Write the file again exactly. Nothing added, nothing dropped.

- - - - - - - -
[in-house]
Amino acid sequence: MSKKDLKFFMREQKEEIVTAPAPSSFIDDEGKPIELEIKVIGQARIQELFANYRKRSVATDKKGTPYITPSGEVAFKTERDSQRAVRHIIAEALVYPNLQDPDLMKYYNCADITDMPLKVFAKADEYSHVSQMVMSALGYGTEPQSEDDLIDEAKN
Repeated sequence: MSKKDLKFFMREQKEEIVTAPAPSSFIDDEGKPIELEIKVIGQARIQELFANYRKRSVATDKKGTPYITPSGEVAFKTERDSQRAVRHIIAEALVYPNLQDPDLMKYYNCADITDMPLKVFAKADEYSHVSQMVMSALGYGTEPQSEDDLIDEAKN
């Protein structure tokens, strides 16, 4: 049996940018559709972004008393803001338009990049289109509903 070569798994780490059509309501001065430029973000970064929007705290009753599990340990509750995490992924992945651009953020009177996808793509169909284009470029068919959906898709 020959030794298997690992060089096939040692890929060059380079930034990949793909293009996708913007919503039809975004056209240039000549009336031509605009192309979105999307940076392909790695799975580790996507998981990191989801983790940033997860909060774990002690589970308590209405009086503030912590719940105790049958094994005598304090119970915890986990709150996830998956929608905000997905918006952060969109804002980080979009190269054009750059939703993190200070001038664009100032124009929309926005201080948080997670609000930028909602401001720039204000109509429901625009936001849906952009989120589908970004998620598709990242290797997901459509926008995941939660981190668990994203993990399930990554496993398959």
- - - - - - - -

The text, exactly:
[in-house]
Amino acid sequence: MSKKDLKFFMREQKEEIVTAPAPSSFIDDEGKPIELEIKVIGQARIQELFANYRKRSVATDKKGTPYITPSGEVAFKTERDSQRAVRHIIAEALVYPNLQDPDLMKYYNCADITDMPLKVFAKADEYSHVSQMVMSALGYGTEPQSEDDLIDEAKN
Repeated sequence: MSKKDLKFFMREQKEEIVTAPAPSSFIDDEGKPIELEIKVIGQARIQELFANYRKRSVATDKKGTPYITPSGEVAFKTERDSQRAVRHIIAEALVYPNLQDPDLMKYYNCADITDMPLKVFAKADEYSHVSQMVMSALGYGTEPQSEDDLIDEAKN
């Protein structure tokens, strides 16, 4: 049996940018559709972004008393803001338009990049289109509903 070569798994780490059509309501001065430029973000970064929007705290009753599990340990509750995490992924992945651009953020009177996808793509169909284009470029068919959906898709 020959030794298997690992060089096939040692890929060059380079930034990949793909293009996708913007919503039809975004056209240039000549009336031509605009192309979105999307940076392909790695799975580790996507998981990191989801983790940033997860909060774990002690589970308590209405009086503030912590719940105790049958094994005598304090119970915890986990709150996830998956929608905000997905918006952060969109804002980080979009190269054009750059939703993190200070001038664009100032124009929309926005201080948080997670609000930028909602401001720039204000109509429901625009936001849906952009989120589908970004998620598709990242290797997901459509926008995941939660981190668990994203993990399930990554496993398959």